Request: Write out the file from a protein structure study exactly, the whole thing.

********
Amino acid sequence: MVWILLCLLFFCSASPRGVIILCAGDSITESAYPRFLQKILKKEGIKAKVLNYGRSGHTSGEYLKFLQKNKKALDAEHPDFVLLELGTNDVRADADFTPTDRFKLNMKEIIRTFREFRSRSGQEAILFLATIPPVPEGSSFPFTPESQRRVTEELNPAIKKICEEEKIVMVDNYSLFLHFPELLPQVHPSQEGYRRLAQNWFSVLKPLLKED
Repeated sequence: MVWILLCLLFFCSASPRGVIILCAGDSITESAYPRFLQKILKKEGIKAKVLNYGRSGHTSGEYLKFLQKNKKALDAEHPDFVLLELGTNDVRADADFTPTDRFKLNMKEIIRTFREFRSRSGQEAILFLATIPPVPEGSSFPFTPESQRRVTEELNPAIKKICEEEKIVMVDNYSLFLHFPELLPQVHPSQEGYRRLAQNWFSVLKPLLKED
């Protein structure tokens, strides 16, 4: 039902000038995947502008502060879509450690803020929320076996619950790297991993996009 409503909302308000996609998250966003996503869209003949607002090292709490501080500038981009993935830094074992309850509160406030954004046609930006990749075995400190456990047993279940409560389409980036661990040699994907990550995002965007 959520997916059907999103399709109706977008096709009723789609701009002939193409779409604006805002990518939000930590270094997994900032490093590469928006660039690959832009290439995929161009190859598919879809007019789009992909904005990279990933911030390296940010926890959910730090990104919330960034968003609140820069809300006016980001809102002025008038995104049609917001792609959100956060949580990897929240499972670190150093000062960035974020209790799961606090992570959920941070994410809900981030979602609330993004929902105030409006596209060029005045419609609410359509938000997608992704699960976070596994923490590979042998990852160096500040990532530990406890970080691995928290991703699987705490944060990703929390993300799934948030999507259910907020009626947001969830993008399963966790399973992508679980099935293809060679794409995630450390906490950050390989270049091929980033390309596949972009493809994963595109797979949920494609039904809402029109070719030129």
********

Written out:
Amino acid sequence: MVWILLCLLFFCSASPRGVIILCAGDSITESAYPRFLQKILKKEGIKAKVLNYGRSGHTSGEYLKFLQKNKKALDAEHPDFVLLELGTNDVRADADFTPTDRFKLNMKEIIRTFREFRSRSGQEAILFLATIPPVPEGSSFPFTPESQRRVTEELNPAIKKICEEEKIVMVDNYSLFLHFPELLPQVHPSQEGYRRLAQNWFSVLKPLLKED
Repeated sequence: MVWILLCLLFFCSASPRGVIILCAGDSITESAYPRFLQKILKKEGIKAKVLNYGRSGHTSGEYLKFLQKNKKALDAEHPDFVLLELGTNDVRADADFTPTDRFKLNMKEIIRTFREFRSRSGQEAILFLATIPPVPEGSSFPFTPESQRRVTEELNPAIKKICEEEKIVMVDNYSLFLHFPELLPQVHPSQEGYRRLAQNWFSVLKPLLKED
């Protein structure tokens, strides 16, 4: 039902000038995947502008502060879509450690803020929320076996619950790297991993996009 409503909302308000996609998250966003996503869209003949607002090292709490501080500038981009993935830094074992309850509160406030954004046609930006990749075995400190456990047993279940409560389409980036661990040699994907990550995002965007 959520997916059907999103399709109706977008096709009723789609701009002939193409779409604006805002990518939000930590270094997994900032490093590469928006660039690959832009290439995929161009190859598919879809007019789009992909904005990279990933911030390296940010926890959910730090990104919330960034968003609140820069809300006016980001809102002025008038995104049609917001792609959100956060949580990897929240499972670190150093000062960035974020209790799961606090992570959920941070994410809900981030979602609330993004929902105030409006596209060029005045419609609410359509938000997608992704699960976070596994923490590979042998990852160096500040990532530990406890970080691995928290991703699987705490944060990703929390993300799934948030999507259910907020009626947001969830993008399963966790399973992508679980099935293809060679794409995630450390906490950050390989270049091929980033390309596949972009493809994963595109797979949920494609039904809402029109070719030129």